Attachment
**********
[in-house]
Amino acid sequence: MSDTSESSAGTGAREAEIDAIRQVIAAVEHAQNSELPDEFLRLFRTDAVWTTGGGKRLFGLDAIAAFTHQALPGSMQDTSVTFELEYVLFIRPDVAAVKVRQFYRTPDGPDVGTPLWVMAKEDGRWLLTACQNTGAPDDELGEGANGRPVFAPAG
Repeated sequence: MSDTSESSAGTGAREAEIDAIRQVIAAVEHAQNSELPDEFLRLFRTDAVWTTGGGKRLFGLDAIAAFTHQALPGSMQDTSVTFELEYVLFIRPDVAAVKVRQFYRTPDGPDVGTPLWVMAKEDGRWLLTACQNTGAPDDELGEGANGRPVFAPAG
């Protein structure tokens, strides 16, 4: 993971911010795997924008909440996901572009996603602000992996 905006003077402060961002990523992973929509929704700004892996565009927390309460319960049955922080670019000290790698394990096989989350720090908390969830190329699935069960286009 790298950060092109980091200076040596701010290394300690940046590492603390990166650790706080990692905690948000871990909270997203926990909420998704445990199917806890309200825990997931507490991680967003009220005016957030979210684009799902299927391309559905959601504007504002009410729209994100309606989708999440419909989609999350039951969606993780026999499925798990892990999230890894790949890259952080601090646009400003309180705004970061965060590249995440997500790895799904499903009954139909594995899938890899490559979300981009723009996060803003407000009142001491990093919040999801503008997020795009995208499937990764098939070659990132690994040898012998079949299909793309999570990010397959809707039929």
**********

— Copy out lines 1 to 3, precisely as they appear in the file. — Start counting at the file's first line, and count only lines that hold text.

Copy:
[in-house]
Amino acid sequence: MSDTSESSAGTGAREAEIDAIRQVIAAVEHAQNSELPDEFLRLFRTDAVWTTGGGKRLFGLDAIAAFTHQALPGSMQDTSVTFELEYVLFIRPDVAAVKVRQFYRTPDGPDVGTPLWVMAKEDGRWLLTACQNTGAPDDELGEGANGRPVFAPAG
Repeated sequence: MSDTSESSAGTGAREAEIDAIRQVIAAVEHAQNSELPDEFLRLFRTDAVWTTGGGKRLFGLDAIAAFTHQALPGSMQDTSVTFELEYVLFIRPDVAAVKVRQFYRTPDGPDVGTPLWVMAKEDGRWLLTACQNTGAPDDELGEGANGRPVFAPAG